Linebacker Jayon Brown still ranks as one of the leading tacklers in the game, and safety Malcolm Butler has had his moments in the secondary. But this defense just seems to lack chemistry, and it gets blown up for chunk yards or crucial scores at the worst possible times. It often struggles to get off the field, and ends up getting fatigued or making costly blunders. It’s ugly, and head coach Mike Vrabel has only himself to blame for not replacing Pees. Clearly, the “coordinator by committee” approach has failed Tennessee, and will likely be the main reason the Titans once again finish 9-7.
Baltimore Ravens Preview
The Ravens have been nowhere near as dominant offensively as they were in their historic 2019 campaign. While still maintaining the second-best running game in the league with 164 rushing yards per game, their ground attack has paled in comparison to their NFL-record 204.8 yards per game last season (3,296 total). That 40-yard difference actually matters, given the fact that Jackson and the passing game have averaged only 184.1 yards through the air per game, the second-lowest average in the NFL and only 17 yards better than the winless Jets.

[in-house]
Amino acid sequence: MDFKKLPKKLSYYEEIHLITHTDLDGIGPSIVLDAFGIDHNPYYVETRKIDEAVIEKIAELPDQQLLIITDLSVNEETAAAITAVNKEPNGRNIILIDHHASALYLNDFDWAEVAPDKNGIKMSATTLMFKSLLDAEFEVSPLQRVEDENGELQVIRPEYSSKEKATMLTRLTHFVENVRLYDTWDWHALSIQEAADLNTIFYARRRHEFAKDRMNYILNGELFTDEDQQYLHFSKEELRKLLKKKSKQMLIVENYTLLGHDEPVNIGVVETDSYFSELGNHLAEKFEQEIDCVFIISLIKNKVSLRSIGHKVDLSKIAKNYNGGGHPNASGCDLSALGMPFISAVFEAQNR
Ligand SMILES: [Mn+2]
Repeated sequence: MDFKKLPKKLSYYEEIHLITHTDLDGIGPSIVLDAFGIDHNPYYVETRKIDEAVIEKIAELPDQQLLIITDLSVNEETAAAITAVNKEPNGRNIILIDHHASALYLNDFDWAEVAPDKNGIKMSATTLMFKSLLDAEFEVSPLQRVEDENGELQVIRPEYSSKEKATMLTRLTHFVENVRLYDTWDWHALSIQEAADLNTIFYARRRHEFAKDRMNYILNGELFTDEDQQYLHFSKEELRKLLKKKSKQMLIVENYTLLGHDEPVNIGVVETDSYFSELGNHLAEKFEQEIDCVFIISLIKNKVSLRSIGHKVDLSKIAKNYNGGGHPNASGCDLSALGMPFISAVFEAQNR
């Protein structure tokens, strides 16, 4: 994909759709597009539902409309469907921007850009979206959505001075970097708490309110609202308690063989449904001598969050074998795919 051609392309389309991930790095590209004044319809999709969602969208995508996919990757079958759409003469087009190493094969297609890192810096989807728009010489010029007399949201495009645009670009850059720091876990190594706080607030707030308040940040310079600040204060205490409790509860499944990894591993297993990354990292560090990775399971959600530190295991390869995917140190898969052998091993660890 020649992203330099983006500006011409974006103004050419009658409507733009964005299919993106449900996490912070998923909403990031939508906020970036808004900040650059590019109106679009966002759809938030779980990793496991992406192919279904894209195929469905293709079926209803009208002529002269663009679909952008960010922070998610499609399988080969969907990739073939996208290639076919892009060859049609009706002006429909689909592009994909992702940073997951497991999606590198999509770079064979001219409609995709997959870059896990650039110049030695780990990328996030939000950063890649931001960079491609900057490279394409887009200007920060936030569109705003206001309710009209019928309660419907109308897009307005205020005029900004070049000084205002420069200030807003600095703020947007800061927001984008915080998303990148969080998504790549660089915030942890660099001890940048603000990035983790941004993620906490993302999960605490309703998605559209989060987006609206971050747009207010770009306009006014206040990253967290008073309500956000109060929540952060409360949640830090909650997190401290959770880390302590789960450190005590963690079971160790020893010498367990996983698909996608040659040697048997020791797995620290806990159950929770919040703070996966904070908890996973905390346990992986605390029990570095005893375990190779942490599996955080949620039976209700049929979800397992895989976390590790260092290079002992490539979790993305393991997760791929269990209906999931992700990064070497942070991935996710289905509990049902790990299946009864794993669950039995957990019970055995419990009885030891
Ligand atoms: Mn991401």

Let’s put this succinctly: Baltimore plummeted from 414.8 total yards per game in 2019 (second-best in the league) to 348.1 total yards per game this season (22nd), a 66.7 yards per game drop.
This sharp decline can be attributed to various factors. The age and injury misfortunes of lead running back Mark Ingram lead the pack, and the inability for tight end Mark Andrews and second-year wide-out Marquise “Hollywood” Brown to separate in heavy coverage have not helped. But the biggest difference has been from the QB spot. Jackson has been schemed against defensively much better this season, with opposing coordinators likely spending a lengthy pandemic-ravaged offseason watching endless tape of the athletic signal-caller.